The Gods in Buddhism are a cultural part of the religion. The Goddess Tara, a popular Goddess in Buddhism has many forms, but most Pagans worship Green and White Taras. (Security and Compassion, respectively.) Tara, Herself, was formed by the tears of Avalokiteshvara, the original bodhisattva. She is considered by some to be a Mother Goddess.

Another Goddess that Pagans revere is Kuan Yin (Wade Giles spelling), whos often regarded as the Mercy Goddess. She is another form of Avalokiteshvara. Kuan Yin is sometimes referred to as the “Mother of All Buddhas,” and is similar to the Christian Mother Mary. (Tara is from the Indian tradition of Buddhism, while Kuan Yin is from the Chinese.)

In venerating these Gods and others of Buddhism, Pagans should be aware of several things. First, the Buddhism that permeates popular American culture is an invention of Henry Steel Olcott. (Note 1) He reimagined the religion as rational, free of dogma, and with no rituals. His reinvention has Buddhist tenets based on Western science.

Secondly, the Shangri-La myth (Note 2) of popular culture presents Tibet as the place of all wisdom, with the lamas as the “old wise ones.” By romanticizing Tibetan Buddhism, this myth gives Westerners the notion that this is the purest form of any religion. The Shangri-La myth spoke to the Western psychological needs of being unrooted in a modern world.

One Pagan that I knew regarded the Green and White Taras as “Moralistic Therapeutic Deities.” (Note 3). He viewed these Goddesses to be non-judgmental and compassionate. He often spoke of Them as helping him to heal and to be a happy human being. As he told me about Them, I thought of the Taras as therapeutic constructs for him.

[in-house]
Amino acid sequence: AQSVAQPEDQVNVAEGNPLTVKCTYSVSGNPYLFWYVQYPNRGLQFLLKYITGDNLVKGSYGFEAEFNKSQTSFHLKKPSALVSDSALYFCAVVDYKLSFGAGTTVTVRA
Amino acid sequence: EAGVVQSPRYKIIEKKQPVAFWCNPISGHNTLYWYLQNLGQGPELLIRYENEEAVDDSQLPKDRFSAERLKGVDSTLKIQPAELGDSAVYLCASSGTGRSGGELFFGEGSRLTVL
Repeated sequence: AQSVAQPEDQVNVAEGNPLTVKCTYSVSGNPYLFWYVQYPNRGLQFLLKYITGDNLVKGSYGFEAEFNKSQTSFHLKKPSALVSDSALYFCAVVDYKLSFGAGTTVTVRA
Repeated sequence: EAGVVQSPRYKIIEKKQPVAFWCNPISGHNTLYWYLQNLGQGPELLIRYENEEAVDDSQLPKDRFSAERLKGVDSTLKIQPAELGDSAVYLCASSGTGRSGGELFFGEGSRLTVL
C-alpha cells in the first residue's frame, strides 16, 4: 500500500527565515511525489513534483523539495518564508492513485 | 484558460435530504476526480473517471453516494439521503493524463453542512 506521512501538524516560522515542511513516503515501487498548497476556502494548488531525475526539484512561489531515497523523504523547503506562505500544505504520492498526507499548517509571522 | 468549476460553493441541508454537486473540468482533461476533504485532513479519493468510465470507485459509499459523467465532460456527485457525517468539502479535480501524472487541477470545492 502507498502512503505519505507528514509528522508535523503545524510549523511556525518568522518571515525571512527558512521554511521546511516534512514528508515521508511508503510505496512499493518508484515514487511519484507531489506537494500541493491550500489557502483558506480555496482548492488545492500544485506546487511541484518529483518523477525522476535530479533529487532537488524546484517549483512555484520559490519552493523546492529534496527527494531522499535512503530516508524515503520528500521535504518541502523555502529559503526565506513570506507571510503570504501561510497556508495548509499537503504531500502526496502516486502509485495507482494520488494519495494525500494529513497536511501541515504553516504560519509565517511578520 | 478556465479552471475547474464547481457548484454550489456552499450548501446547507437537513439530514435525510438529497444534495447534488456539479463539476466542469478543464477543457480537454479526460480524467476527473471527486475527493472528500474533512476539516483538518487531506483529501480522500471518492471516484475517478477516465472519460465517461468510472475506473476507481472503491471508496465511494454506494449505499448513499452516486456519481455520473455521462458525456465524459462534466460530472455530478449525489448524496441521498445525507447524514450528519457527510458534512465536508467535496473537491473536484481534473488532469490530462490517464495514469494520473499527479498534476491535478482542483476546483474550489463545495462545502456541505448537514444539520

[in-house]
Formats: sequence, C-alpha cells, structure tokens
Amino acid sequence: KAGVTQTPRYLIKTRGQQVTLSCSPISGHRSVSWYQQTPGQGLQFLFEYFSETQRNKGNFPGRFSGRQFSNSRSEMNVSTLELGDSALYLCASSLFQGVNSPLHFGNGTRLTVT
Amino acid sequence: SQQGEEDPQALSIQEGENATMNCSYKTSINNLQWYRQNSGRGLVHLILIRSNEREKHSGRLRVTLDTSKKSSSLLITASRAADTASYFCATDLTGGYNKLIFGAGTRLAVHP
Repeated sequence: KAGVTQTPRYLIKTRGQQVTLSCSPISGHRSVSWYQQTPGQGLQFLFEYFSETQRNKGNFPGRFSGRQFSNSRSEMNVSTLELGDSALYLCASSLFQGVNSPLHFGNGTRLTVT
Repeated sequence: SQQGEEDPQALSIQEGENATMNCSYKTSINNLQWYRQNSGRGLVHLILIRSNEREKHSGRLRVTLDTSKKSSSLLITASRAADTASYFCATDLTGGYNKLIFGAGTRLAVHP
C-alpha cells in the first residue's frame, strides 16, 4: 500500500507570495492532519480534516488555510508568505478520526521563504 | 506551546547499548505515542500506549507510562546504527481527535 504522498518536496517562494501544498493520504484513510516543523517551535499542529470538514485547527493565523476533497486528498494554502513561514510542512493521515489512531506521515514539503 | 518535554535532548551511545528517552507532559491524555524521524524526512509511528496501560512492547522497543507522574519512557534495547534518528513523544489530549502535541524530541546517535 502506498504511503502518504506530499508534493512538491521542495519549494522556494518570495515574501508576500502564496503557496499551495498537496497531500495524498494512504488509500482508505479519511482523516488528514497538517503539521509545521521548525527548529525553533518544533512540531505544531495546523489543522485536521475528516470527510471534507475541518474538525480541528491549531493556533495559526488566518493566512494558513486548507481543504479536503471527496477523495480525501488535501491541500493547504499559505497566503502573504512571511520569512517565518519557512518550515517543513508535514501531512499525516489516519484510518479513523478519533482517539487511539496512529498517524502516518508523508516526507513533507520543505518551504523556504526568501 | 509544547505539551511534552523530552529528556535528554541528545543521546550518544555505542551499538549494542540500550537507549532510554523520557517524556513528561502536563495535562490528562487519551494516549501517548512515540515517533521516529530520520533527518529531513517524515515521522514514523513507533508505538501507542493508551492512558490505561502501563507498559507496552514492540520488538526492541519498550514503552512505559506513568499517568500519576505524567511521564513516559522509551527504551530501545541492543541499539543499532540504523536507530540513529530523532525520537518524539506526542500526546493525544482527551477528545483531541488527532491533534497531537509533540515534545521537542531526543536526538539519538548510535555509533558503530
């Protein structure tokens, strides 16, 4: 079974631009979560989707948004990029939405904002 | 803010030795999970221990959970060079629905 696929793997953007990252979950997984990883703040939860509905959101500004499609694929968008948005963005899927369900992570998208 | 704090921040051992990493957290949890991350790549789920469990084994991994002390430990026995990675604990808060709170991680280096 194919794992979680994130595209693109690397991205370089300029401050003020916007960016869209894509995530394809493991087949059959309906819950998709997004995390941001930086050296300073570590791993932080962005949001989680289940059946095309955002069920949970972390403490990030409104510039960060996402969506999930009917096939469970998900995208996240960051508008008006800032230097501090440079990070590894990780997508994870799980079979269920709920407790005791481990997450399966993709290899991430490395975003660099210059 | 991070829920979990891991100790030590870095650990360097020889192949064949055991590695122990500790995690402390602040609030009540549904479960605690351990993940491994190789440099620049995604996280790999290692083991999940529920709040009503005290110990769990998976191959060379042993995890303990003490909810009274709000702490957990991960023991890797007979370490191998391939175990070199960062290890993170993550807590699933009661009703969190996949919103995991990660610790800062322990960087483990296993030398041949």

I think that Pagans who worship Buddhist Gods should know their cultural origins. Not only that, but what sect of Buddhism are They a part of. Context will aid in knowing who these Gods are. This helps in keeping these Gods from becoming psychological devices to meet the particular needs of the worshipers. Once Pagans understand the cultural roots of these Gods, they can be better able to adore Them.

Notes:

Note 1: Olcott (1832-1907) is regarded to be the first American convert to Buddhism. He is a co-founder of Theosophy with Helen Blavatsky. He is also credited with the revival of Buddhism in Sri Lanka.

Note 2: James Hilton (U.K., 1900-1954) presented a Tibetan utopia called Shangri-La in his novel “Lost Horizon,” written in 1933. This book became one of the most popular novels of the 20th Century.

Note 3: Sociologists Christian Smith and Melinda Denton coined this term in 2005 to describe the beliefs of American teenagers. They define Moralistic Therapeutic Deism defined as:

A God exists who created, ordered the world, and watches over human life on earth.  The God wants people to be good, nice, and fair to each other, as taught in The Bible and by most world religions. The central goal of life is to be happy and to feel good about oneself. The God does not need to be particularly involved in one’s life, except when this God is needed to resolve a problem. Good people go to Heaven when they die.

For Further Reading:

Tibetan Buddhism in the West: Cultural Issues: Info-Buddhism.com

Study Buddhism from Dr. Alexander Berzin: StudyBuddhism.com